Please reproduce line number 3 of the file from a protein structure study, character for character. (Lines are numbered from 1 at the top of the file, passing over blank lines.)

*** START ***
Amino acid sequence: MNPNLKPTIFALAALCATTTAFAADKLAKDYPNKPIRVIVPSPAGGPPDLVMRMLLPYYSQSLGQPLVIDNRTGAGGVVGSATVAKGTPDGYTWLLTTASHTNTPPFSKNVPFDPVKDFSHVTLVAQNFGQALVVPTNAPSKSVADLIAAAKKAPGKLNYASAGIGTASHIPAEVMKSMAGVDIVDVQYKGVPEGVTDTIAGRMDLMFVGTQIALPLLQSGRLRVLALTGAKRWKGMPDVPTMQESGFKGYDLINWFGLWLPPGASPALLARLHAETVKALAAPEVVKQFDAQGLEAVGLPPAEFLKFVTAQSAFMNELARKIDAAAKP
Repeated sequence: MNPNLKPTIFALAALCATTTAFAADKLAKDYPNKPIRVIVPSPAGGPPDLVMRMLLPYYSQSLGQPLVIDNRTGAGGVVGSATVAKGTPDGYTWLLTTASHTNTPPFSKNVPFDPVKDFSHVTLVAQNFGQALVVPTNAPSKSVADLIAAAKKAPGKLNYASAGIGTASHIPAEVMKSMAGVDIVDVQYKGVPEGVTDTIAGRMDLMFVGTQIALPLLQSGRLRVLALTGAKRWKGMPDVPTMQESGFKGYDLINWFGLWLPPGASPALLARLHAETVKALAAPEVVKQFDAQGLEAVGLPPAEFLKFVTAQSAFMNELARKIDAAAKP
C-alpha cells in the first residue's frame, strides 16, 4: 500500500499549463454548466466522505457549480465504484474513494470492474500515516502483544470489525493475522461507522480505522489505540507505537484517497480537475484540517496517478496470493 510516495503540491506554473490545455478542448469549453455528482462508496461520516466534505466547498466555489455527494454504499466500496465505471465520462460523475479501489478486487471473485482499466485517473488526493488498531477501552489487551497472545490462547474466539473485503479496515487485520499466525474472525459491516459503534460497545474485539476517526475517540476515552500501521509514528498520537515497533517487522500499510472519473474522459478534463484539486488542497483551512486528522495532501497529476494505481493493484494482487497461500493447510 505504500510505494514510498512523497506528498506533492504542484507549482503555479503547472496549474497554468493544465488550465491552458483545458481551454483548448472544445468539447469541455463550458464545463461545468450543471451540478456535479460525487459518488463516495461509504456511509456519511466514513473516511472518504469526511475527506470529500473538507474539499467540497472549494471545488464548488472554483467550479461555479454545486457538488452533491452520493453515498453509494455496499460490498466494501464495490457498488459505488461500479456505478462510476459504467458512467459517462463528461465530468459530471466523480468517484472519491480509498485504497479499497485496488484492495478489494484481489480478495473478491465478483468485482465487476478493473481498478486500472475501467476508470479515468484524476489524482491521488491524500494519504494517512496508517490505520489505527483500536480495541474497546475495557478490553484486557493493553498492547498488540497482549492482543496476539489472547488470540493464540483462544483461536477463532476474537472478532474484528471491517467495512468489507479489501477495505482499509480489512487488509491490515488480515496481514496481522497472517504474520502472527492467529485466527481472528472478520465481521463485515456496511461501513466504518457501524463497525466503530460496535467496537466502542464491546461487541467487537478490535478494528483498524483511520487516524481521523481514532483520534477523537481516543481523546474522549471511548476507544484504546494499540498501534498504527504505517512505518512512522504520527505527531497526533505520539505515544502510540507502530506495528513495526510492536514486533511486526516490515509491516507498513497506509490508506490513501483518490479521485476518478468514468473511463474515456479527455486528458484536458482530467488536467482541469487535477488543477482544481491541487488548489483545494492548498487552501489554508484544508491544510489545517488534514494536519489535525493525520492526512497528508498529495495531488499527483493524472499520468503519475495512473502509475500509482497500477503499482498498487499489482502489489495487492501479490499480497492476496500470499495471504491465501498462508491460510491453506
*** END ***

C-alpha cells in the first residue's frame, strides 16, 4: 500500500499549463454548466466522505457549480465504484474513494470492474500515516502483544470489525493475522461507522480505522489505540507505537484517497480537475484540517496517478496470493 510516495503540491506554473490545455478542448469549453455528482462508496461520516466534505466547498466555489455527494454504499466500496465505471465520462460523475479501489478486487471473485482499466485517473488526493488498531477501552489487551497472545490462547474466539473485503479496515487485520499466525474472525459491516459503534460497545474485539476517526475517540476515552500501521509514528498520537515497533517487522500499510472519473474522459478534463484539486488542497483551512486528522495532501497529476494505481493493484494482487497461500493447510 505504500510505494514510498512523497506528498506533492504542484507549482503555479503547472496549474497554468493544465488550465491552458483545458481551454483548448472544445468539447469541455463550458464545463461545468450543471451540478456535479460525487459518488463516495461509504456511509456519511466514513473516511472518504469526511475527506470529500473538507474539499467540497472549494471545488464548488472554483467550479461555479454545486457538488452533491452520493453515498453509494455496499460490498466494501464495490457498488459505488461500479456505478462510476459504467458512467459517462463528461465530468459530471466523480468517484472519491480509498485504497479499497485496488484492495478489494484481489480478495473478491465478483468485482465487476478493473481498478486500472475501467476508470479515468484524476489524482491521488491524500494519504494517512496508517490505520489505527483500536480495541474497546475495557478490553484486557493493553498492547498488540497482549492482543496476539489472547488470540493464540483462544483461536477463532476474537472478532474484528471491517467495512468489507479489501477495505482499509480489512487488509491490515488480515496481514496481522497472517504474520502472527492467529485466527481472528472478520465481521463485515456496511461501513466504518457501524463497525466503530460496535467496537466502542464491546461487541467487537478490535478494528483498524483511520487516524481521523481514532483520534477523537481516543481523546474522549471511548476507544484504546494499540498501534498504527504505517512505518512512522504520527505527531497526533505520539505515544502510540507502530506495528513495526510492536514486533511486526516490515509491516507498513497506509490508506490513501483518490479521485476518478468514468473511463474515456479527455486528458484536458482530467488536467482541469487535477488543477482544481491541487488548489483545494492548498487552501489554508484544508491544510489545517488534514494536519489535525493525520492526512497528508498529495495531488499527483493524472499520468503519475495512473502509475500509482497500477503499482498498487499489482502489489495487492501479490499480497492476496500470499495471504491465501498462508491460510491453506